When I started, I had no idea how widespread sexual harassment was in the workplace. When a high-ranking officer said I was the only one who had ever complained, I said, “Good, then it should be easy to fix.”
* * *
Supreme Court Victory
On January 6, 1987, Larry and I travelled to Ottawa for the preliminary hearing before the Supreme Court. Even though I was not allowed to attend, I wanted to be there. We travelled again to Ottawa for the May 6 hearing of the case. This time we were in the court. Seven Supreme Court judges were chosen to hear the case, including two women, Justice Bertha Wilson and Justice Claire L’Heureux-Dubé. K. Scott McLean and Michael L. Phelan represented me. We were another step closer to resolving my complaint.
After the hearing we waited, again. Waiting was something that happened a lot. Then we heard that the Supreme Court of Canada would make their ruling on July 29. Larry and I again went to Ottawa. We arrived the day before and stayed at a billet. It had taken such a long time to get to this point, and this was the last chance.
Finally, it was the big day. The ruling came down. The Supreme Court of Canada ruled unanimously, finding the employer—the Department of National Defence—vicariously liable for the discriminatory acts of an employee, known or otherwise.
Finally. A huge victory.
The ruling applied to all federally regulated workplaces. (Regulations governing provincially regulated workplaces would be pressured to catch up over time.) Justices Dickson, McIntyre, Lamer, Wilson, Le Dain, La Forest, and L’Heureux-Dubé were present, with Justice La Forest concluding with the disposition, “For these reasons I will allow the appeal, reverse the decision of the Federal Court of Appeal, and restore the decision of the Review Tribunal.”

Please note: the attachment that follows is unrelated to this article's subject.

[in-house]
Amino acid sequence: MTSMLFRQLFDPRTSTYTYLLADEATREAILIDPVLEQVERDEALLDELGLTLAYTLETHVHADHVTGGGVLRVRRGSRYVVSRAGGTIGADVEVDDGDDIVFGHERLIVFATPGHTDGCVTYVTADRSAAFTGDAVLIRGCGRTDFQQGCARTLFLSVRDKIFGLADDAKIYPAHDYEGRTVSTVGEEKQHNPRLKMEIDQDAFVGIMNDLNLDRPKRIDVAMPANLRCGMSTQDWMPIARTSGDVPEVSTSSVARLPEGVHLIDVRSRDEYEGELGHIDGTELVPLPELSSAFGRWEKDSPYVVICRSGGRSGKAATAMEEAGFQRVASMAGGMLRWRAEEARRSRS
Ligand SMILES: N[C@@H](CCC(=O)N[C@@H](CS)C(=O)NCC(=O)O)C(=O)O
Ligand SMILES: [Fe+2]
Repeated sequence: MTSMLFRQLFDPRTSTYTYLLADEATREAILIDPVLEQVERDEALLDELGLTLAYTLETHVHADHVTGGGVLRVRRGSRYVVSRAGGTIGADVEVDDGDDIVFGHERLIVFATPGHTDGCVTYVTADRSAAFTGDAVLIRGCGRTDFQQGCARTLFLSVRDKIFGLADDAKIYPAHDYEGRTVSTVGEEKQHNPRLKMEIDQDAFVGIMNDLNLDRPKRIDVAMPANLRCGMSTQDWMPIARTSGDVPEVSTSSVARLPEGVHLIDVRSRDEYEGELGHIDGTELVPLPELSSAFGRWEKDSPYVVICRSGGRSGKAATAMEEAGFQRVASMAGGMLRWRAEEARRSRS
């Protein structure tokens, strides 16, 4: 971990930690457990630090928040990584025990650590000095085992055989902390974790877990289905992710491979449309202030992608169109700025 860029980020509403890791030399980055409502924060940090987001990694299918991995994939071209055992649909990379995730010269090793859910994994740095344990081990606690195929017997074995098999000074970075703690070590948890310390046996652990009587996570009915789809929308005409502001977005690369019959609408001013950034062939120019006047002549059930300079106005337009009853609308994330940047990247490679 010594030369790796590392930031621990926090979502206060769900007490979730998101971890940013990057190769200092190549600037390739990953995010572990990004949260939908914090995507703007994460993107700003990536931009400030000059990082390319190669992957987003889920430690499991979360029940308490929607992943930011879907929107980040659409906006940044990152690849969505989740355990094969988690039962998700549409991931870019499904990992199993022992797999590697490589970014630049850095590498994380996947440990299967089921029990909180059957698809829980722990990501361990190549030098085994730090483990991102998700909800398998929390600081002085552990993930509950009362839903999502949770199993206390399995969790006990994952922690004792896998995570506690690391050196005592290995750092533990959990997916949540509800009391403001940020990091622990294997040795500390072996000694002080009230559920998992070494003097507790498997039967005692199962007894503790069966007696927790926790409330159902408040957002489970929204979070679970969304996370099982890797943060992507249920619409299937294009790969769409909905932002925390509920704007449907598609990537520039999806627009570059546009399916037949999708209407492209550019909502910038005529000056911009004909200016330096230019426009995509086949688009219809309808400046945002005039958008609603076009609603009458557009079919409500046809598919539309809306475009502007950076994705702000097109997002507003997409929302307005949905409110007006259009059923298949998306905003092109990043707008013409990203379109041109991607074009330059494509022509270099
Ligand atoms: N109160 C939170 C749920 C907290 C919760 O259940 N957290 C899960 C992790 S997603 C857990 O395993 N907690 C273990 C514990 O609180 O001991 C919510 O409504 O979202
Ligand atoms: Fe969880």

Larry and I were present at the Supreme Court, on Wellington Street in Ottawa, when the verdict was read. I was thrilled to hear the Justice read the decision. I made sure I got a copy of the decision while I was in court and was given it without having to pay the five-dollar fee. When I asked for a copy, I was proud to say that I was the complainant in the decision, and the clerk was happy to give me a copy.
I felt like I was floating on air! A unanimous decision from all seven judges. We were all elated and we carried that spirit into the following press conference. It was such a tremendous relief. I was excited that I finally had received a decision that I could be proud of and that couldn’t be appealed. We had reached the highest court in Canada.
Dr. Marguerite Ritchie arranged a press conference, where she took the lead, explaining that an employer could no longer ignore sexual harassment at the workplace. When it came to my turn to speak, I said that there was nothing they could have given me, money or otherwise, that was more important than this decision. It was the best ever and I felt ten feet tall!
In the evening, Dr. Ritchie had a wonderful celebratory party at her home, where I met Lucie Laliberté who became instrumental in my representation at the Review Tribunal for damages just over a year later.
I was so excited by the decision that I wanted every student from grade 8 and up to receive a copy of it. I wanted everyone to know times were changing and, particularly, that women were gaining some rights when it came to a situation of sexual harassment at work.
The last win was the best win.